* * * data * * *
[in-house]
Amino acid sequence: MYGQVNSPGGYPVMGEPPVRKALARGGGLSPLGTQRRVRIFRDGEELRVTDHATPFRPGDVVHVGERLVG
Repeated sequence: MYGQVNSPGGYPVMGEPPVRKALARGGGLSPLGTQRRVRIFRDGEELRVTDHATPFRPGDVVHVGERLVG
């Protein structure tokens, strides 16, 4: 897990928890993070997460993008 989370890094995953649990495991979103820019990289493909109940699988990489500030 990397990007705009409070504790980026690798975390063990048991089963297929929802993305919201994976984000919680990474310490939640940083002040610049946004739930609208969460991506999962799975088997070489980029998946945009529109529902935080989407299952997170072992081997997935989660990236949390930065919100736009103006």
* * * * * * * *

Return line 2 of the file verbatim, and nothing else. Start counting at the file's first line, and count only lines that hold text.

Amino acid sequence: MYGQVNSPGGYPVMGEPPVRKALARGGGLSPLGTQRRVRIFRDGEELRVTDHATPFRPGDVVHVGERLVG